Over at the Postmodern Conservative, Peter Lawler has been writing quite a bit about Robin Williams, and specifically the movie Dead Poets Society (which, Peter and I agree, isn’t that good a movie). In this context Lawler has turned his attention to Whitman, and particularly Whitman’s reading of Lincoln.
Rather than getting into Lincoln’s politics, and our mutual distaste for Whitman’s public theology, Lawler uses the invocation of Whitman to note his greatest contribution to American politics: the refusal to accept limits as determinative.
“For we followers of Whitman, there are no limits to what Americans might achieve through a free economy and technological ingenuity. America ‘works’ only with confidence in economic growth and technological innovation dissolving or at least ameliorating seemingly intractable human problems.”
An overt concern with limits is dismissed by Lawler as “old-world” thinking, recalling Tocqueville’s claim that a new science of politics is needed for a world that is wholly new, a world, presumably, where the problems of scarcity, if not solved, are at least domesticated. And while Lawler is careful to note that “too little concern with limits may be fatal too,” thus having it both ways, he chastises his “Porcher friends” with perceiving limits “that aren’t really there,” such as considerations about peak oil. The devil is in the details, of course, but I want to defend us against charges of blindness.
I think it is useful in response to defend a “Porcher idea of limits,” since the word does, after all, appear in our three-word tagline. The idea of there being no limits to what can be achieved by a free economy and technological ingenuity is, to say the least, unnerving. I offer this defense along two lines: first, with reference to the idea of limits itself; and, second, by suggesting that not all limits are created equal.
The comedian John Oliver has an entertaining bit where he discusses the “fact” that America is deeply indebted and has high unemployment, and that things look bad for us, “but these are just facts,” he says, “and America has never been about facts. It’s about belief.” But facts, as it has been said, are stubborn things. We can keep pushing the limits, but eventually they’ll have their say.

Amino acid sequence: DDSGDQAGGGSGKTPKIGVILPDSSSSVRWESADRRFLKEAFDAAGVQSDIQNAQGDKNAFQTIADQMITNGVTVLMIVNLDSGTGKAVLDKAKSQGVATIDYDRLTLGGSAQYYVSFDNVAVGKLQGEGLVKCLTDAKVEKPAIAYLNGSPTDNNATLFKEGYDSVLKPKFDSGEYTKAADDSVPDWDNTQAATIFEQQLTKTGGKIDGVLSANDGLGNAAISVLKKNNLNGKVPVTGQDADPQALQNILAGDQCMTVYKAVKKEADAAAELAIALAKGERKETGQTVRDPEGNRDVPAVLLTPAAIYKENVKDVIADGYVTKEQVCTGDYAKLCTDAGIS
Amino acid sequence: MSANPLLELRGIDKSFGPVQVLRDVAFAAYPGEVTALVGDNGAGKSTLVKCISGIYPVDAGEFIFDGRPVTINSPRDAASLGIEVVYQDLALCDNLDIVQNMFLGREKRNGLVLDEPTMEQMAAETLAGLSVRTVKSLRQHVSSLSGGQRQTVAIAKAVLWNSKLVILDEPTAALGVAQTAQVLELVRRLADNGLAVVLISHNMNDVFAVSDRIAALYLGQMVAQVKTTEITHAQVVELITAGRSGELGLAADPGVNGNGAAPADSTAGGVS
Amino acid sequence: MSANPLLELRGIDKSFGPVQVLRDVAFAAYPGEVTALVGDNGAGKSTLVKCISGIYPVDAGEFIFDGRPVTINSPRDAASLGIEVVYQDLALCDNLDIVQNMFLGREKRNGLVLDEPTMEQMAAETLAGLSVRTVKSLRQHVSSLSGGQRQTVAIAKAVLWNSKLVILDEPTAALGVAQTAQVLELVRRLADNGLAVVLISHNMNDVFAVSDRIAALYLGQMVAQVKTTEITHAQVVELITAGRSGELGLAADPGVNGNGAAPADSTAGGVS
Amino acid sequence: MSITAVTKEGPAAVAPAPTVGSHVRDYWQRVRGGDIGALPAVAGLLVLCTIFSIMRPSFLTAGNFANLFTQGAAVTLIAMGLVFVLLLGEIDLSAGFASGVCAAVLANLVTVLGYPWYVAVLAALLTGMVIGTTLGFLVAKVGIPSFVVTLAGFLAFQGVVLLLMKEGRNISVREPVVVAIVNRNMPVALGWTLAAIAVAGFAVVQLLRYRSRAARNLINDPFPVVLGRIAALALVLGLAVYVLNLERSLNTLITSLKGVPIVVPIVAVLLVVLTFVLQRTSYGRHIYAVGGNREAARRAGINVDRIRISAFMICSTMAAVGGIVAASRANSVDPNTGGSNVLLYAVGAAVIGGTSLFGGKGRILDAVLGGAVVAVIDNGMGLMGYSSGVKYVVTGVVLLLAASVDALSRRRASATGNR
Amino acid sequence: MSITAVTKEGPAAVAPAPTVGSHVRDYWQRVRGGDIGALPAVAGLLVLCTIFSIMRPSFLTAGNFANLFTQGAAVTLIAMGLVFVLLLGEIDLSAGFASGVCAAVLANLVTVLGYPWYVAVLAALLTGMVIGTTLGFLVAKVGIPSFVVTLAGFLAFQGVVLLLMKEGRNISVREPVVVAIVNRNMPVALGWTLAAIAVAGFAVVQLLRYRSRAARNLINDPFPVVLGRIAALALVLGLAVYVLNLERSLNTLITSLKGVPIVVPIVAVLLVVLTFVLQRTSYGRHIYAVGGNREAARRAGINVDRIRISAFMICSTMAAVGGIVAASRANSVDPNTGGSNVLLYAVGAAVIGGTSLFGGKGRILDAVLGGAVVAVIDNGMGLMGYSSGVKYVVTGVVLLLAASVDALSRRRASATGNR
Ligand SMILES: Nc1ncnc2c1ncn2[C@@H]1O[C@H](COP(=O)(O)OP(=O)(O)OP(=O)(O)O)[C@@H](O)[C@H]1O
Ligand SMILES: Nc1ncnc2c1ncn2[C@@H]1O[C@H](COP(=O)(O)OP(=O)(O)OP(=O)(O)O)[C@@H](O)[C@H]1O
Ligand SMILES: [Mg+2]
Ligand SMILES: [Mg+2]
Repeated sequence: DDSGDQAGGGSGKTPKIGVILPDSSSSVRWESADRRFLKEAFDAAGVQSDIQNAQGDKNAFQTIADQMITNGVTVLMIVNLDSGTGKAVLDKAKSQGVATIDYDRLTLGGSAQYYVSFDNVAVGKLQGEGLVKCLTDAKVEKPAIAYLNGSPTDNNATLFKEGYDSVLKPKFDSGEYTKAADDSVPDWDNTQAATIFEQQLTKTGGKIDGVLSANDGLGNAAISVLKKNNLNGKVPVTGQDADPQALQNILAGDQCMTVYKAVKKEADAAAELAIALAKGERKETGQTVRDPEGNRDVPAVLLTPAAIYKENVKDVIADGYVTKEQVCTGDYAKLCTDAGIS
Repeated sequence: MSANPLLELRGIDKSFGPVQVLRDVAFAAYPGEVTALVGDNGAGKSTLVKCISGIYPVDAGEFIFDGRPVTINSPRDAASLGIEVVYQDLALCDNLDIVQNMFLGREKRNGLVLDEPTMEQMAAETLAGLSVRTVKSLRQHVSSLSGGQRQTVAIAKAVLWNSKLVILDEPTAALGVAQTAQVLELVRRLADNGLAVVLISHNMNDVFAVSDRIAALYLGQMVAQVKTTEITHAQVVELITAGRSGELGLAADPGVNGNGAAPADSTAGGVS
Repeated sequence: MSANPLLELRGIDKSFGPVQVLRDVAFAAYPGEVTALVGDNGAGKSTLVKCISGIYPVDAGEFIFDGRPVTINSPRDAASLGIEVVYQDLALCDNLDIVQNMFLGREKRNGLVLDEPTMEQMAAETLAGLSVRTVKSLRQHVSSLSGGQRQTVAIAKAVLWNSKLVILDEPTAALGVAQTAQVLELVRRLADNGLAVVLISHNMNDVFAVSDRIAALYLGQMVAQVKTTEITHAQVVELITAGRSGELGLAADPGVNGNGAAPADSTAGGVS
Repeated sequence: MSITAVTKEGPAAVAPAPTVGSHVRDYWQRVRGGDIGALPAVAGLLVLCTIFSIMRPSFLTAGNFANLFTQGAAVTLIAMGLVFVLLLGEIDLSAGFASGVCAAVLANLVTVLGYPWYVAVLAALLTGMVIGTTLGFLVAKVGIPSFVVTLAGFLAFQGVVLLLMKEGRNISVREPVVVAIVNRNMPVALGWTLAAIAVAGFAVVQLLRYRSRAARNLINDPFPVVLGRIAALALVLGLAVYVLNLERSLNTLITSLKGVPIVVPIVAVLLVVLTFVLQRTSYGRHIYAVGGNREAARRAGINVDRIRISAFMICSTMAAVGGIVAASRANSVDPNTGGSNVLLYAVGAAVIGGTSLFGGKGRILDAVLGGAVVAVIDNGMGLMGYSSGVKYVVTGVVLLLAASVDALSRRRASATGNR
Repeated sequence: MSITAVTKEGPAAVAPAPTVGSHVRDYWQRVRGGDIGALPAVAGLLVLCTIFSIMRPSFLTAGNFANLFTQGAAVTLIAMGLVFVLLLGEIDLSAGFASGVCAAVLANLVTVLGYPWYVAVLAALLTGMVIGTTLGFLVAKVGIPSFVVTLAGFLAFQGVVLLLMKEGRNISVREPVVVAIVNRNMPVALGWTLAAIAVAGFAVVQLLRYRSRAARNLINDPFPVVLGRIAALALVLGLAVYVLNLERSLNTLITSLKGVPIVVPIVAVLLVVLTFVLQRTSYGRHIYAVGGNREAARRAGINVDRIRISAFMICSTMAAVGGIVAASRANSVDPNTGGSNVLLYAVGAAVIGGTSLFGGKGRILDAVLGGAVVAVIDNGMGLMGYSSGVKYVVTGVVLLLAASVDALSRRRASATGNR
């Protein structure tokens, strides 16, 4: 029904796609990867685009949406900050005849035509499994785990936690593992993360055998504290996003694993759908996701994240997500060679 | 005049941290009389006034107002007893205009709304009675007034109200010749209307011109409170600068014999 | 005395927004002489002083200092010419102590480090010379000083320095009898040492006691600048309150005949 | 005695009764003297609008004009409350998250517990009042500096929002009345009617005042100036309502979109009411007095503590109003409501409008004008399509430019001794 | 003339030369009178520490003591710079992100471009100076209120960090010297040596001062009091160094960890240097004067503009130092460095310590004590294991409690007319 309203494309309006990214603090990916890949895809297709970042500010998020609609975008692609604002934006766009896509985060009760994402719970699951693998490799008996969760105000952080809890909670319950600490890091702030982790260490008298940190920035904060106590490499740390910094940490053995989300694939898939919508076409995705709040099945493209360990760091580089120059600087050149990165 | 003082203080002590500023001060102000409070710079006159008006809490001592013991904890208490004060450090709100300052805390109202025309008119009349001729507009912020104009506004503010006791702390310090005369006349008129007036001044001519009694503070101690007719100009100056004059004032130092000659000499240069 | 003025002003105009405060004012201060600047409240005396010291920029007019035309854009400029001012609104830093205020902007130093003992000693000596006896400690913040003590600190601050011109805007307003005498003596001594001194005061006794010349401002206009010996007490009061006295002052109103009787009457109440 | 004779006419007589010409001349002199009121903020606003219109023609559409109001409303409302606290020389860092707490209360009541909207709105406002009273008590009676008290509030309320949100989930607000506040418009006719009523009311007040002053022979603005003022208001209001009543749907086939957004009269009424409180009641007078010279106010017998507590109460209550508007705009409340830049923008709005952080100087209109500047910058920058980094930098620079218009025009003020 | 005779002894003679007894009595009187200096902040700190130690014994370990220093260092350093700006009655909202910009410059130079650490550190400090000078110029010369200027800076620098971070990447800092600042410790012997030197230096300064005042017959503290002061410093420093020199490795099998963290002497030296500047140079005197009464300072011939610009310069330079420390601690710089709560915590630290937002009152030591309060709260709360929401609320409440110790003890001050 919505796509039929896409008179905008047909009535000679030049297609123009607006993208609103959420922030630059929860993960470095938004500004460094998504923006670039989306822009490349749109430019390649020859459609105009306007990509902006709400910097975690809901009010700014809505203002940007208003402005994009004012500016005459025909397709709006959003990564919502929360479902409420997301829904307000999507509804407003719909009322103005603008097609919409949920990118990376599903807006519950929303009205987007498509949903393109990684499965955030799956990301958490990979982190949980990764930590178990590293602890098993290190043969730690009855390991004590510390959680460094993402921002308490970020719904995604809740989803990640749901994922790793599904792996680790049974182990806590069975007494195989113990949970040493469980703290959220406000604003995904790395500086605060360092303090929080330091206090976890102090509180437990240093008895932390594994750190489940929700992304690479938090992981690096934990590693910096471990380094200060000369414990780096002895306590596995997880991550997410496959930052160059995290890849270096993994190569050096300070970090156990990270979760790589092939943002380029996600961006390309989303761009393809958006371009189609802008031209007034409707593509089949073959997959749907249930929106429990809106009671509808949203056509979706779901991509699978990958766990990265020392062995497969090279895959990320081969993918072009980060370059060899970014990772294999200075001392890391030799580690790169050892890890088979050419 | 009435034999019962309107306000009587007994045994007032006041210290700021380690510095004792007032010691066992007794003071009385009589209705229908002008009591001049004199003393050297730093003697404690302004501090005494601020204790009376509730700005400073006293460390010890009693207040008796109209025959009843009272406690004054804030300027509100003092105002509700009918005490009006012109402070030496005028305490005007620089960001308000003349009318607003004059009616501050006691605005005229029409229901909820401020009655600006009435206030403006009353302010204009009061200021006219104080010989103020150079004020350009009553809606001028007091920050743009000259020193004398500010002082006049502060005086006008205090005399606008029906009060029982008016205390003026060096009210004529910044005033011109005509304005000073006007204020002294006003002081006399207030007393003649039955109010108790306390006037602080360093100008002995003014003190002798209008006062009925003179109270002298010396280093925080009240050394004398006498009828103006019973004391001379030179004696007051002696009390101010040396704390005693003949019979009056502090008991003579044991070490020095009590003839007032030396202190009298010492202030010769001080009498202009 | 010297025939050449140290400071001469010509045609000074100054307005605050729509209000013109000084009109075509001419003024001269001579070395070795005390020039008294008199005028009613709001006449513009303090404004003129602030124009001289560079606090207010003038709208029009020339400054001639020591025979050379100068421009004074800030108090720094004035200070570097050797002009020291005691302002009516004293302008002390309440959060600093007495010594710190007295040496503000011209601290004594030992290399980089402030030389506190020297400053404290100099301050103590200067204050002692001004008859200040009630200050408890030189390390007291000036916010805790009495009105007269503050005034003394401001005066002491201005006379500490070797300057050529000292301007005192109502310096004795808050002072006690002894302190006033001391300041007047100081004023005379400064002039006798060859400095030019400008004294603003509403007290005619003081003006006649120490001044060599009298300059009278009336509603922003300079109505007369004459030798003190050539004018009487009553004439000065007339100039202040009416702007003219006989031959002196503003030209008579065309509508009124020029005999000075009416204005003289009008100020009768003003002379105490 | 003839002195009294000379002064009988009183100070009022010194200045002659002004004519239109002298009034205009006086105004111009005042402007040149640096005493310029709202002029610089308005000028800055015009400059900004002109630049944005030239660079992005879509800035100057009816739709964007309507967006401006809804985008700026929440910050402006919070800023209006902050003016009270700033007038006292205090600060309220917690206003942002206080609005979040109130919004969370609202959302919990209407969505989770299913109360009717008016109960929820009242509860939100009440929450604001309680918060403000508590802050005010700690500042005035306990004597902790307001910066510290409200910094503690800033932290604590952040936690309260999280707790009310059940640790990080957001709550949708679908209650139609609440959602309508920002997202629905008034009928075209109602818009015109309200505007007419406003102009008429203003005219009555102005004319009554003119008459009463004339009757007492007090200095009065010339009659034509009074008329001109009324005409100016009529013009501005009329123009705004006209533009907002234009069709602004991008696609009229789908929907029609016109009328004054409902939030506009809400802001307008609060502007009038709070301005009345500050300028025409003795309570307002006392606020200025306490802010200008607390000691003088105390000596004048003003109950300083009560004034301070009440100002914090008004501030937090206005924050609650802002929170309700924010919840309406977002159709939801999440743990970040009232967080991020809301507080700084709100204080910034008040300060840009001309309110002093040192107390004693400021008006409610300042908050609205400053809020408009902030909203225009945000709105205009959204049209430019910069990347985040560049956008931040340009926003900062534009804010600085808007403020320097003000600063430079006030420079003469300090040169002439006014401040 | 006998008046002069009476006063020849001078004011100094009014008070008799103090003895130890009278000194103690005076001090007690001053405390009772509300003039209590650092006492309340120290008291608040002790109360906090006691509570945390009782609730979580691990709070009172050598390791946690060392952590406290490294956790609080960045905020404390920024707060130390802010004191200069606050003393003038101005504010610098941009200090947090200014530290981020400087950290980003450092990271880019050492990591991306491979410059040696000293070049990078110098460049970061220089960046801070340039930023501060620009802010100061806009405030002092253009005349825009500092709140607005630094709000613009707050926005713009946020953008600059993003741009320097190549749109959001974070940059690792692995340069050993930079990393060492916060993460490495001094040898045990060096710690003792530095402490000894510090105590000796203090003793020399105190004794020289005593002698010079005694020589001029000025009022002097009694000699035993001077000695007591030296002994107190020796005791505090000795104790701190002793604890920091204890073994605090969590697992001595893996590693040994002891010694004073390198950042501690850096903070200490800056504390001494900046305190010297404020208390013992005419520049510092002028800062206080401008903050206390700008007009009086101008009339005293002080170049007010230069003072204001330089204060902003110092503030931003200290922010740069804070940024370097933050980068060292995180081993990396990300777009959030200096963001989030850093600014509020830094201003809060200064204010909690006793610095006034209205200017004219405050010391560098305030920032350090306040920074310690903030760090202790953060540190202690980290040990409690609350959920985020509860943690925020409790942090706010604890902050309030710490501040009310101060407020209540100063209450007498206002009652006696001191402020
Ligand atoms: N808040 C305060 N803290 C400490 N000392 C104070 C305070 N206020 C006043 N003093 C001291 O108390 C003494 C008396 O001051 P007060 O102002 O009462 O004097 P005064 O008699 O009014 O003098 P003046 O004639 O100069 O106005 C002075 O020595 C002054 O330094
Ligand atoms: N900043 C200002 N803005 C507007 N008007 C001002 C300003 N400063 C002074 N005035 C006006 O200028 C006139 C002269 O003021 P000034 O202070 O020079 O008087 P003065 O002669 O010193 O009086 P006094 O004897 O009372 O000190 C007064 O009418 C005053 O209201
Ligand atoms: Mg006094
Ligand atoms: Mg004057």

It’s important to distinguish between the limits themselves and what we know of them. There is, for example, a limit on fossil fuels. I’m not sure exactly what those limits are – they’re probably somewhere between the predictions of the direst peak-oil expert and the most optimistic techno-salvation prophet, but in any case, it is a finite resource. As the finite resource becomes more scarce, it will have significant consequences for our politics and standard of living. What consequences? I don’t know, exactly, but when a whole economy, including a food economy, is based upon the availability of cheap oil, it’s a safe bet than the consequences will be severe.
Likewise, there are likely limits upon the earth’s carrying capacity of human population. What are those limits? I don’t know. It depends, in part, on what standard of living you want all those persons to have. If some global political and economic equality is important to you, the number is probably lower. I’m suspicious of neo-Malthusian fixings of the number, as I am of their predictions that overpopulation will be pared by war and disease. Like Lawler, I think not reproducing seems to be the bigger human problem these days. But in any case, it seems unlikely that the globe can carry 7 billion people at the standard of living of the average middle-class American.
There are limits to how much government can spend without getting into a debt death-spiral. The government is borrowing right now at anomalously low interest rates. As debt increases, so will the rates, and each percentage point increase will dramatically increase interest payments, meaning government has less to spend on other things. Economists often posit the 90% debt-to-GDP ratio as a tipping point where debt produces overwhelming drag on growth. Whatever the exact number is, “confidence in economic growth” is likely to be scuttled by the facts that growth has limits, and by the fact that not all growth is good growth.